At County Hospital, when a youthful-looking doctor entered a patient’s room, one of the patient’s relatives yelled, “This guy’s the doctor? He looks like he’s 15. Go ahead on, brother! I’m proud of you.”

I again got to hold the baby who was withdrawing from whatever drugs his mother was or is (hopefully was) taking. He was upset because his diaper needed changing, and began to wail loudly and move his arms. There was something oddly touching about the sight of his arms, which seemed rather beefy relative to his tiny size, but so little relative to the whole world.

Saturday, August 18, 2018

End of Life Options

Earlier this year, a new person moved into my apartment building who demonstrated some behavior that I have judgments about: she told an outright lie in order to gain occupancy, which I think I mentioned here. I gave her a little lecture in my mind, and then quite a few more. I came to think of her as a bad person. She proved to be a major door slammer, and every time I heard her door slam—about eight times a day—my lack of charity grew. Months passed without my laying eyes on her, though her front door is close to mine. When the day finally came that I encountered her, I walked past her as if we were two strangers in the corridor of a downtown office building. It didn’t feel good, and I resolved that the next time I saw her, I would make eye contact and say hello.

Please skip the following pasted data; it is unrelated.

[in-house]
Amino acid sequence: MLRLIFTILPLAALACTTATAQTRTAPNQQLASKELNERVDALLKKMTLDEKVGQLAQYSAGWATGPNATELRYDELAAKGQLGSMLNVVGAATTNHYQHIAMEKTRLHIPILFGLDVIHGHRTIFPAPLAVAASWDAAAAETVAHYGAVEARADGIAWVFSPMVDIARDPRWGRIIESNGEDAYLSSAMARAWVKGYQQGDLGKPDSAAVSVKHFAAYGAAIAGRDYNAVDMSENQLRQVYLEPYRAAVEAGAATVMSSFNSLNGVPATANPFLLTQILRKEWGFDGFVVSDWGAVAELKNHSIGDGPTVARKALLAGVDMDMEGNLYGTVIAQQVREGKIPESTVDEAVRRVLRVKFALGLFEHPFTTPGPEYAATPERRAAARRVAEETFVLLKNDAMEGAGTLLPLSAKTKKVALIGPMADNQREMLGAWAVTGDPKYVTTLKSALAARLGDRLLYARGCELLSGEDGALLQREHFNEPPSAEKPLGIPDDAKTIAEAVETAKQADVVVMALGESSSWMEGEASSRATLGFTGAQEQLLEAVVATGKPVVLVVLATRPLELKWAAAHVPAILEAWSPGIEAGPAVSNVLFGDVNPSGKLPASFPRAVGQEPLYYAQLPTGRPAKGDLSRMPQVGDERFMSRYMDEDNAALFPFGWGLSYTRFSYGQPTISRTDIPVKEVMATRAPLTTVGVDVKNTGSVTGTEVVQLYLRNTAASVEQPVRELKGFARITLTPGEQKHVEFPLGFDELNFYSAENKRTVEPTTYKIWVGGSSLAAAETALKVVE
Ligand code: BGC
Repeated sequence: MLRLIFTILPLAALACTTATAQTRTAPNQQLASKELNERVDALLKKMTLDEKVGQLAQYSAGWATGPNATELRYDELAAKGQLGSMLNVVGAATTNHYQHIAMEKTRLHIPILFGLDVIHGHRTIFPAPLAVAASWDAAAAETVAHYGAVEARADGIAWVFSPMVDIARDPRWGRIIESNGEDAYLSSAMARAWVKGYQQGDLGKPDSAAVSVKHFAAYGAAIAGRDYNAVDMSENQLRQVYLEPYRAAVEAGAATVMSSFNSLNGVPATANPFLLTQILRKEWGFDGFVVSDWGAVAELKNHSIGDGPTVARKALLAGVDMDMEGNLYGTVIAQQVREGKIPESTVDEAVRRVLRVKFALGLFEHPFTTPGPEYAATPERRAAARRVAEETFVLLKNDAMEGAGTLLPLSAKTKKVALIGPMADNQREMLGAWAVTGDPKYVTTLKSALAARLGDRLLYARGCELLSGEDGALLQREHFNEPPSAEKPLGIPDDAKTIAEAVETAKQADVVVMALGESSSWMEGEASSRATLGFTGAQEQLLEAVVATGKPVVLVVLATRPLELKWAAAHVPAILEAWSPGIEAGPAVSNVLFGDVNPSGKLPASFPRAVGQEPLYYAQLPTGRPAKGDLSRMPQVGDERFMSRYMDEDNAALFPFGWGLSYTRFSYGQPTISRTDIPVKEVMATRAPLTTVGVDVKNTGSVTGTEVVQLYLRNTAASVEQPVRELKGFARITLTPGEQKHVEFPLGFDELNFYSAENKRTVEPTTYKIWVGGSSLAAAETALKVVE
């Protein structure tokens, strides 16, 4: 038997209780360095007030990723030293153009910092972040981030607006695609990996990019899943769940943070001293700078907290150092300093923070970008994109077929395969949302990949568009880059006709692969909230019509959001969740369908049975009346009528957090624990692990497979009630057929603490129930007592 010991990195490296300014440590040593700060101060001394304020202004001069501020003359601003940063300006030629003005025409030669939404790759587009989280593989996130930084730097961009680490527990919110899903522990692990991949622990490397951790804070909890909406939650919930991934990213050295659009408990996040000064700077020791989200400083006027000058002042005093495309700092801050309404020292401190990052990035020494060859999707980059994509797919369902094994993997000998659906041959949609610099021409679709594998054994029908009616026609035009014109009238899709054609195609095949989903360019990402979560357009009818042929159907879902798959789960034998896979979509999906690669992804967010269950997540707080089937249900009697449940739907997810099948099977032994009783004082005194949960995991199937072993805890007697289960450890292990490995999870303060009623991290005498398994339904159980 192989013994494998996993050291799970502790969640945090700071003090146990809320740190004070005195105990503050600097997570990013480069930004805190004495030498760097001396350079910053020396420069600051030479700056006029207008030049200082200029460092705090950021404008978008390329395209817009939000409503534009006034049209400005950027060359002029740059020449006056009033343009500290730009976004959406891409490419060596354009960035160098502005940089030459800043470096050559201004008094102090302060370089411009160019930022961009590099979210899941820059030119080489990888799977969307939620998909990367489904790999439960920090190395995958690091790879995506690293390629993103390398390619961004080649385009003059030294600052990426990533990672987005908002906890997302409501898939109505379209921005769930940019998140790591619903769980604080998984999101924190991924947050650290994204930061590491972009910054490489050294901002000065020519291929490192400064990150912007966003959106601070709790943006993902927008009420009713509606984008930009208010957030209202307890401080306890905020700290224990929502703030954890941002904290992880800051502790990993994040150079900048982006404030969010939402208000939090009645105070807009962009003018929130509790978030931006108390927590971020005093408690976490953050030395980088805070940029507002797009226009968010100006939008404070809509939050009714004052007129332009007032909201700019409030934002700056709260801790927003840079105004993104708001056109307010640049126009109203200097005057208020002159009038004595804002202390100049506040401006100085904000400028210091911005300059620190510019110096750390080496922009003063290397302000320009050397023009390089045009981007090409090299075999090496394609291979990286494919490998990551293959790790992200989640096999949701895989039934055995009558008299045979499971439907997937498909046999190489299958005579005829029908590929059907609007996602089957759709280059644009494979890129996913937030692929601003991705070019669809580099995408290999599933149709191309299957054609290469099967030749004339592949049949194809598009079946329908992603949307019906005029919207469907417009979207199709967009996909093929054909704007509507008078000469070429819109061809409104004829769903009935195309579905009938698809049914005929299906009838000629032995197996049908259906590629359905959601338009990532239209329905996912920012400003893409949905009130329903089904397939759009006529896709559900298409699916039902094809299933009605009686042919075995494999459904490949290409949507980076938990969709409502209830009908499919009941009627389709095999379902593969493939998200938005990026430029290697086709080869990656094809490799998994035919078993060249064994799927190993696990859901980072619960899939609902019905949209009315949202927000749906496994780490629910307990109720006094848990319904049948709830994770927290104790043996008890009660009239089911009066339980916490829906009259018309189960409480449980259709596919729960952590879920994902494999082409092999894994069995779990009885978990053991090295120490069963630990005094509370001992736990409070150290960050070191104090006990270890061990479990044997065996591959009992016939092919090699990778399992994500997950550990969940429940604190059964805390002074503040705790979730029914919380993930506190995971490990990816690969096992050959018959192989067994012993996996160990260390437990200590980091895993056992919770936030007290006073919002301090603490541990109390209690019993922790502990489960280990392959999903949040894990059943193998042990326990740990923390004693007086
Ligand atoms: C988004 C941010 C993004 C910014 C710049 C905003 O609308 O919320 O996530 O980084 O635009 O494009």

More recently, I was entering the front door of our building, my bicycle panniers loaded with groceries. My neighbor came up behind me and said, in a very sweet voice, “I can hold the door for you.” She held the door, and I barely looked over my shoulder—I didn’t even see her face—and mumbled, “Thank you.”